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Page:Economic Development in Denmark Before and During the World War.djvu/85

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annual export of 40,000 hogs at the close of the sixties, the number increased to about 280,000 during the next fifteen years. When Germany, in 1887, stopped importing living swine, Denmark began to do her own slaughtering, and year by year her exports of bacon and ham steadily increased, until at the opening of the new century they amounted to 70,000,000 kilos per annum. Butter and bacon are now the chief exports of Denmark.

If we consider the areas under cultivation, we find corresponding facts. In 1871 the area planted to fodder-plants was between 5,000 and 6,000 ha (one ha is about 2.5 acres). Ten years later it was three times as large, and in 1901 it had grown to 142,000. In the present century this figure has been doubled. During the same period the raising of live-stock has undergone a remarkable change. In the sixties the breeding of sheep reached its maximum; in 1866 there were in all 1,900,000 sheep in the country, whereas at the outbreak of the World War there were only 500,000. Intensive agriculture leaves no room for sheep. On the other hand, the number of cattle increased from 1,200,000 in 1866 to 2,500,000 in 1914. But the increase in the number of hogs has been enormous; in 1866 there were 400,000 hogs in the country; in 1900, 1,500,000; and in 1914, 2,500,000. During the same time, moreover, the breed had greatly improved, and there is therefore a greater profit per head. Nor is it not only large farms that have profited by the change. The small holdings are more intensively cultivated than the large ones, so that in 1909 the number of hogs on holdings of a few hectares was three times as great, in proportion to the area, as on holdings of from thirty to sixty hectares.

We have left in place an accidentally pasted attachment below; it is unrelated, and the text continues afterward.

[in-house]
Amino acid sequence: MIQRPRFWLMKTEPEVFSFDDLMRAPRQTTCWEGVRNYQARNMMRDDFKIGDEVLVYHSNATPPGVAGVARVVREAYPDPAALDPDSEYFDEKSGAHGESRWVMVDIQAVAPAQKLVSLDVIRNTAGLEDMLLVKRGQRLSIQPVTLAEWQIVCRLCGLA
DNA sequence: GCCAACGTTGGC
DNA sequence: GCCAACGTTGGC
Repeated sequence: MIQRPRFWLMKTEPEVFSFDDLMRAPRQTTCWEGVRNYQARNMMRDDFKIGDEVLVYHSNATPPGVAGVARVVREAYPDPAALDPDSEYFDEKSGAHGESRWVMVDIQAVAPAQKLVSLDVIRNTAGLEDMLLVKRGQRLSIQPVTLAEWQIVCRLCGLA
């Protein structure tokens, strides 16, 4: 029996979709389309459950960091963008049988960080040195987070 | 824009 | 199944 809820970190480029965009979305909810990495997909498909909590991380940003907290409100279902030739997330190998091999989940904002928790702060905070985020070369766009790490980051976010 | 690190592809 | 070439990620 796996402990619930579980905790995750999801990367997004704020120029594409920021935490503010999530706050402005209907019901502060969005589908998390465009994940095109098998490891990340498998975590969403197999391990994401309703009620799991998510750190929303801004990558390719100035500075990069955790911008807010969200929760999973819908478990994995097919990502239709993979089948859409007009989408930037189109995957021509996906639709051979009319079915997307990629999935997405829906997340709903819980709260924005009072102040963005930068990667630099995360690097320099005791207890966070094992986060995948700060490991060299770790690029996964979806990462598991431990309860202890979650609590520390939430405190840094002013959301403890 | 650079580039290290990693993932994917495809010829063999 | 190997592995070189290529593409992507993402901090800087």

Development of the Co-operative Dairies

An important part in these changes has been played by the co-operative movement in Danish agriculture. In the middle of the nineteenth century the quality of Danish butter was generally poor. That made by the peasants was very coarse, and the only fairly good butter was that produced on large